This is what the expensive rivalry actually comes down to. Both Samsung Galaxy Z Fold2 and Huawei Mate X2 are very expensive devices, even though there is a stark difference in how much they will set you back. Samsung has priced the Galaxy Z Fold2 at $1,999 and comes in two – Mystic Black and Mystic Bronze – to choose from.
The Mate X2 however starts at a deal-breaking $2,780 (RMB 17,999). If you have the dosh to spend, the phone is available in Crystal Blue, Crystal Pink, White, and Black color options.
Barack Obama and Springsteen team for Spotify podcast special
Bruce Springsteen and Barack Obama has teamed up to launch a podcast special called Renegades: Born in the USA for Spotify. The podcast will feature eight episodes, the first two of which were released this past Monday. The podcast will touch on a number of topics ranging from America’s future to fatherhood.
Renegades: Born in the USA is the latest project from the Obamas’ Higher Ground Productions, which also has a deal with Netflix for several video projects. The new podcast saw its first two episodes drop on February 22, one titled “Outsiders: An Unlikely Friendship” and the other titled “American Skin: Race in the United States.”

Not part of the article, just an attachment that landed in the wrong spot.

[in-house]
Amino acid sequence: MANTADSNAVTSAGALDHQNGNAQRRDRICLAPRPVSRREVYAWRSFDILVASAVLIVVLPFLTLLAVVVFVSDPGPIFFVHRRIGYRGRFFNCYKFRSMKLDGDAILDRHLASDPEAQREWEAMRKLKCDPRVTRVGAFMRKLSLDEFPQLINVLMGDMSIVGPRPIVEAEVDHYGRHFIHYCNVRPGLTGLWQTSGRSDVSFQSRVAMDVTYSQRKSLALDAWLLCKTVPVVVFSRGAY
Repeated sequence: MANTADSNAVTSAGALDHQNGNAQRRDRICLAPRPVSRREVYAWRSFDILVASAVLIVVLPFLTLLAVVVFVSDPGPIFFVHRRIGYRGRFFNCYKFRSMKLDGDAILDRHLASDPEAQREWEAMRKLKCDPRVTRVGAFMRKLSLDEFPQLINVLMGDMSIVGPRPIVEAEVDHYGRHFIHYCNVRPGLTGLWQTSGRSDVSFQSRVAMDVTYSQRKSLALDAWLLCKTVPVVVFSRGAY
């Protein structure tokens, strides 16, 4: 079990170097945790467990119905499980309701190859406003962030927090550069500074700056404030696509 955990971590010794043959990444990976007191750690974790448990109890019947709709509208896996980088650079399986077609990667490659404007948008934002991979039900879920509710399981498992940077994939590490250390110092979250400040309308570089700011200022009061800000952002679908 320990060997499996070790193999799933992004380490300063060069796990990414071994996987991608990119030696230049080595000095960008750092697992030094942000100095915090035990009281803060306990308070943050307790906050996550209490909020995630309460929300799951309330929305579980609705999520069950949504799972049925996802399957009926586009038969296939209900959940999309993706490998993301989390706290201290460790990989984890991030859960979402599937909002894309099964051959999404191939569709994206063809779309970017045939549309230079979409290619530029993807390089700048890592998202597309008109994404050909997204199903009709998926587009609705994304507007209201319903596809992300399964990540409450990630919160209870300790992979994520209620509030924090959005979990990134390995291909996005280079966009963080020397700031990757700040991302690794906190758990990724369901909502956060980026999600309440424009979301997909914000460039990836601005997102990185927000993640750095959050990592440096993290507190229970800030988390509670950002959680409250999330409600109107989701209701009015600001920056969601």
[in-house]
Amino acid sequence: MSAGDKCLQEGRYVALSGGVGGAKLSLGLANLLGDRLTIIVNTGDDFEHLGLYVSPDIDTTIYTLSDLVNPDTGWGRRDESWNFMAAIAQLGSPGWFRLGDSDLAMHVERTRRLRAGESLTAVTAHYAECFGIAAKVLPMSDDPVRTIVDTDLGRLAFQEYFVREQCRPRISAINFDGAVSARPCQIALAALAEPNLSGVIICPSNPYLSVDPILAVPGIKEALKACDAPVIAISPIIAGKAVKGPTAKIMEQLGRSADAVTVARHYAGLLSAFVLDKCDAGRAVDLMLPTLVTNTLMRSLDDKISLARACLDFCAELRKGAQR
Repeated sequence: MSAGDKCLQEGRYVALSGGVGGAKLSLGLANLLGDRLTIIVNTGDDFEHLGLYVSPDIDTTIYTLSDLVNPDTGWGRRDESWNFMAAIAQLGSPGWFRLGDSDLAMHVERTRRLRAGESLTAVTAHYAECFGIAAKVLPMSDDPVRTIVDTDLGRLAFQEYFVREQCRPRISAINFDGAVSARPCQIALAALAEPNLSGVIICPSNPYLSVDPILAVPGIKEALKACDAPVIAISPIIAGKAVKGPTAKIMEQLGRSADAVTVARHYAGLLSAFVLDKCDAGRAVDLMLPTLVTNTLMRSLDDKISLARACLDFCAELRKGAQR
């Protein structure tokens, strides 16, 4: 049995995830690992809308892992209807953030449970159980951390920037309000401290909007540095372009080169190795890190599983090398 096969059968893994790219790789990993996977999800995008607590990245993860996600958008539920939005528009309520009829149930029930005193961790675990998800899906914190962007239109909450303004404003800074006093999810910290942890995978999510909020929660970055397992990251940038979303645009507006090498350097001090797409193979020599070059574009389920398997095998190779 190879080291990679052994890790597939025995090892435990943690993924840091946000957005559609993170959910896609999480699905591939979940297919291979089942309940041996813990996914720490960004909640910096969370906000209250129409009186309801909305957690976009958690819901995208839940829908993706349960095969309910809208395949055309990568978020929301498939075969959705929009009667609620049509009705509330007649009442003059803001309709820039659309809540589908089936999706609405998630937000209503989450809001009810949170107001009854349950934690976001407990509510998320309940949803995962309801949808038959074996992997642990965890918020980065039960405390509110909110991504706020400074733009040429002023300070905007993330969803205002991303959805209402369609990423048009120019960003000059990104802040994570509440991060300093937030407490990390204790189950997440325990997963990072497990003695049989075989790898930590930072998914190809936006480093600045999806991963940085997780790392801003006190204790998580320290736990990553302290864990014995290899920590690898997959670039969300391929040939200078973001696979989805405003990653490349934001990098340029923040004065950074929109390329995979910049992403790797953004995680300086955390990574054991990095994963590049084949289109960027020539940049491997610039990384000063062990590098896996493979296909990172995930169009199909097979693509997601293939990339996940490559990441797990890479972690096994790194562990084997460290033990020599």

The first episode involved Obama and Bruce Springsteen talking about their ‘unlikely friendship,’ while the second episode touches on the topic of racism. Both episodes include links to transcripts of the episodes for those who prefer to read them.
The first episode makes sense — Obama and Springsteen do, indeed, seem like an odd match for a podcast. Obama talks about this during Episode 1, explaining that, “In our own ways, Bruce and I have been on parallel journeys trying to understand this country that’s given us both so much.”
This isn’t the first podcast to result from Spotify’s deal with Higher Ground, which was struck in 2019. Listeners will be able to stream the next six episodes in the series over coming weeks — it’s unclear whether there will be a second season of the podcast.
You can stream the podcast on Spotify now.